This makes Singel 7 one of the narrowest houses in the Dutch capital. However, the first impression can be deceiving. While the building is very narrow on the canal side, this is only the house’s backdoor - the front of the house is really a lot wider.
The Nieuwendammerdijk is an unique late-medieval area on the Waterlandse Zeedijk. Nieuwendam was created after a dike breach in the year of 1514. A new dike was constructed to offer better protection. Fishermen, ferrymen, shipwrights and merchants built their houses, wharehouses and wharves here.
In the 'Waterland Golden Age' from the mid 15th to the 16th century, ships sailed from Nieuwendam overseas to trade in grain and peat. Large parts of this dyke run straight through the built-up area of Amsterdam-North.
The so called Trippenhuis catches the eye through its monumental rear façade, as it is one of the last examples of architectural Dutch classicism in Amsterdam. The Trippenhuis was built in the years 1660-1662 by order of the extremely wealthy brothers Louys and Hendrick Trip, dealers in ammunition and weapons.
They had the prestigious house designed by one of the star architects of the Golden Age, Justus Vingbooms. The building also stood out at that time for its monumental facade and very rich interior decorations, which have been largely preserved to this day. Since 1812 it has been used by the Royal Netherlands Academy of Arts and Sciences.
Amsterdam’s cityscape is not only characterized by the many merchant houses on the canals but also by plenty of houseboats. They come in all shapes and sizes and are either cargo ships transformed into houseboats or modern, floating houses, known as woonark (house ark), that are built on a floating concrete platform. Originally, retired captains continued living in their moored ships.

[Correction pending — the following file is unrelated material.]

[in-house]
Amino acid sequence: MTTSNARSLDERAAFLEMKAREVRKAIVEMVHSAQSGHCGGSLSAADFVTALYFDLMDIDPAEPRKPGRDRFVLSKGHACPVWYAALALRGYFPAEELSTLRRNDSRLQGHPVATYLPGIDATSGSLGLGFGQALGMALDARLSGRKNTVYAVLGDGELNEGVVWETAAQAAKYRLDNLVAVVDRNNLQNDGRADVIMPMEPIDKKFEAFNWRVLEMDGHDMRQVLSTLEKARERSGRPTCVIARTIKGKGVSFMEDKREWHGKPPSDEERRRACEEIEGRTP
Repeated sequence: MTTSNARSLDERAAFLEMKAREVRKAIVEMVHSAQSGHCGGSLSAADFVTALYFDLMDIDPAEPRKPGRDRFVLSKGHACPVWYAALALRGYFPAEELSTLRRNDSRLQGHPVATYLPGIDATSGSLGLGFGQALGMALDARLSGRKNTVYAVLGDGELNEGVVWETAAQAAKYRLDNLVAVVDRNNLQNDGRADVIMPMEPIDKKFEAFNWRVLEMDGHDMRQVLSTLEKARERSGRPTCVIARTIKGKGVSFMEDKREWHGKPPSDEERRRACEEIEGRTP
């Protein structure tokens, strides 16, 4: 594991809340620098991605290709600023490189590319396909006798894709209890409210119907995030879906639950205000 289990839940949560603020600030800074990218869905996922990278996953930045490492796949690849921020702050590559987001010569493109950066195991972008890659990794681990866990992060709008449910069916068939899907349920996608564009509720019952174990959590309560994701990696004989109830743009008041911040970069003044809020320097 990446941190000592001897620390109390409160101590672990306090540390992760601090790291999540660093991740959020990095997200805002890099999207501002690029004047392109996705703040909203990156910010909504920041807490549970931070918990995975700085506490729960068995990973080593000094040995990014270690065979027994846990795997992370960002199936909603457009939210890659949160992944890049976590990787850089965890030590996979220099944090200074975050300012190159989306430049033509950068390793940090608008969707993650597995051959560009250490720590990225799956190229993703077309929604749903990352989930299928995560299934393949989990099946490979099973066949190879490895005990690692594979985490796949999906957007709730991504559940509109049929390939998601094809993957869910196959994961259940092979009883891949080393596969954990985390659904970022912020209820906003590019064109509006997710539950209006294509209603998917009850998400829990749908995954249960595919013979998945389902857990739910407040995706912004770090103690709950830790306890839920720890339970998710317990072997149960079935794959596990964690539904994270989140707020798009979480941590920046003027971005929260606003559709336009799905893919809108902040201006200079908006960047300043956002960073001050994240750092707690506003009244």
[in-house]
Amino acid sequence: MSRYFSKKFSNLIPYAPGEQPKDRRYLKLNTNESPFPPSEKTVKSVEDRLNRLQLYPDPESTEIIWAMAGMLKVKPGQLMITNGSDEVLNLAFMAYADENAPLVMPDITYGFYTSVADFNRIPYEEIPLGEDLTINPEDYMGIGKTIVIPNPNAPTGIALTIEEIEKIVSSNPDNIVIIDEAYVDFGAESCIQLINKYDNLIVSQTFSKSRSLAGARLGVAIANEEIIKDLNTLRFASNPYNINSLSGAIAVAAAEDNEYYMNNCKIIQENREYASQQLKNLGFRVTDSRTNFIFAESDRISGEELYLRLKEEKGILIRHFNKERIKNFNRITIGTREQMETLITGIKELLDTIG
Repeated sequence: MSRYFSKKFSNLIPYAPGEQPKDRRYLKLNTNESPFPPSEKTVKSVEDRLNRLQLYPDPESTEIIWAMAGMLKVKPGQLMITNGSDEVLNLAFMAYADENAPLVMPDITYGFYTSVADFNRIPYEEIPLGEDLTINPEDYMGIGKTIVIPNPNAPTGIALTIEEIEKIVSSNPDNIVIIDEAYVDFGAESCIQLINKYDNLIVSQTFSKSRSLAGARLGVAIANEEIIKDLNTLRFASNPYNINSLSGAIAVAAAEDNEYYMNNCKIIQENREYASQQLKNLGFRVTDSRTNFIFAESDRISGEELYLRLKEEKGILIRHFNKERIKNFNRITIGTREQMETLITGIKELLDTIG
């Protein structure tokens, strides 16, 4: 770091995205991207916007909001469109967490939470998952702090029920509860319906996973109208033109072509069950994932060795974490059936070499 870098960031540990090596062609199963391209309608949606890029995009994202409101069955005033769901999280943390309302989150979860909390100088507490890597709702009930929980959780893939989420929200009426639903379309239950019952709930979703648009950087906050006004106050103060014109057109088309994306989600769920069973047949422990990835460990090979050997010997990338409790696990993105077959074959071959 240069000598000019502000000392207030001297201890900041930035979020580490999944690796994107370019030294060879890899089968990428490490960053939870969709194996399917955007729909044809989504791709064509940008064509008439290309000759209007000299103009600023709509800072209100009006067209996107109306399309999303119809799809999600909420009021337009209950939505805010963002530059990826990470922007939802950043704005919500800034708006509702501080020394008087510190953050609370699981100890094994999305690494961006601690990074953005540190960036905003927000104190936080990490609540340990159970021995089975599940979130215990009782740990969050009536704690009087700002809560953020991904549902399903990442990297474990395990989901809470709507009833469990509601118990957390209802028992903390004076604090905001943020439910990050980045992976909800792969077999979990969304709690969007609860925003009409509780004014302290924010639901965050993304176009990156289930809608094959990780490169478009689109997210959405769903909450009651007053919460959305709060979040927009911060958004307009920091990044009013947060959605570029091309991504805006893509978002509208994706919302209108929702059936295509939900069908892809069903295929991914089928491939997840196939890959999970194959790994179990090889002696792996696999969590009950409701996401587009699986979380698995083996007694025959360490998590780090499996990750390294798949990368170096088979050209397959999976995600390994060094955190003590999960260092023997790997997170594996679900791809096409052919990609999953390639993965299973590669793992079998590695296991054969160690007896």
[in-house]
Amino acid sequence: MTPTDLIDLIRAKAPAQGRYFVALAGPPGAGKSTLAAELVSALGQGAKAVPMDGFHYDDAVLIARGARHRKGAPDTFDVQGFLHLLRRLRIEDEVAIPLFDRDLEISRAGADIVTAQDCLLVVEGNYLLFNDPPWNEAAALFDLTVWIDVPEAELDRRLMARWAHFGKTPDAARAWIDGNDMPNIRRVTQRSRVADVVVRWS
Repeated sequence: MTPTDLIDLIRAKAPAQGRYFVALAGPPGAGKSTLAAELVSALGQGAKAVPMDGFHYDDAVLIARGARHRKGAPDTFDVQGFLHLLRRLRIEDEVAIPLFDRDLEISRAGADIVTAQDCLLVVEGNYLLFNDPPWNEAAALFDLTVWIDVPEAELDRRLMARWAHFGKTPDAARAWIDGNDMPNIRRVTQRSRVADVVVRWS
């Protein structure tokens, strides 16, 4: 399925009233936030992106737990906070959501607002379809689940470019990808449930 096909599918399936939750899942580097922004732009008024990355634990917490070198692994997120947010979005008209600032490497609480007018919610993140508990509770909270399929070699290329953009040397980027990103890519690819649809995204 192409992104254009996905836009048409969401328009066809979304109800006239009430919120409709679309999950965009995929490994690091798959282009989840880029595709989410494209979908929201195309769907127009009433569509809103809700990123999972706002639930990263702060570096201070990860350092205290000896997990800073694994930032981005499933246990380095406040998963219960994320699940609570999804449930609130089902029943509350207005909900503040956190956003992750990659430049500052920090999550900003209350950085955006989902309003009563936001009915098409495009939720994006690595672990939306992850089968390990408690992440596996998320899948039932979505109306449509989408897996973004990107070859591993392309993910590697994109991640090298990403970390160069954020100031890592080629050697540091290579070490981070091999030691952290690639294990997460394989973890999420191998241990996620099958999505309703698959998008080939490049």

However, after World War II there was a major housing shortage in the Dutch capital, leading to house boats becoming an integral solution to create more living space. Nowadays, you can find around 2500 houseboats in Amsterdam and the permits for anchoring house boats in the city centre are in high demand.
This corner house on Prinsengracht is especially famous for its sharp corner. Due to the unique and narrow corner of the house, it is a good representation of how the people found creative solutions for the lack of space. The city of Amsterdam has declared it a rijksmonument, a national heritage site of the Netherlands, in 1970.
The Prinseneiland is one of three neighbourhoods on the Westelijke Eilanden, the Western Islands, which were first drafted in 1610. The island were primarily meant for shipyards, herring fishing and tar production plants. One of the most important owners of the island Realeneiland was Reynier Jansz Reael.
Against the interests of the city of Amsterdam, he also built residential buildings in the area. Later on pakhuizen, warehouses for herring, wine, salt, tobacco and wheat, were added. Since 2011, the islands are only used as residential districts. The former warehouses, some of them with brightly coloured window shutters, give the area a distinct look and make it the perfect neighbourhood for a relaxed walk.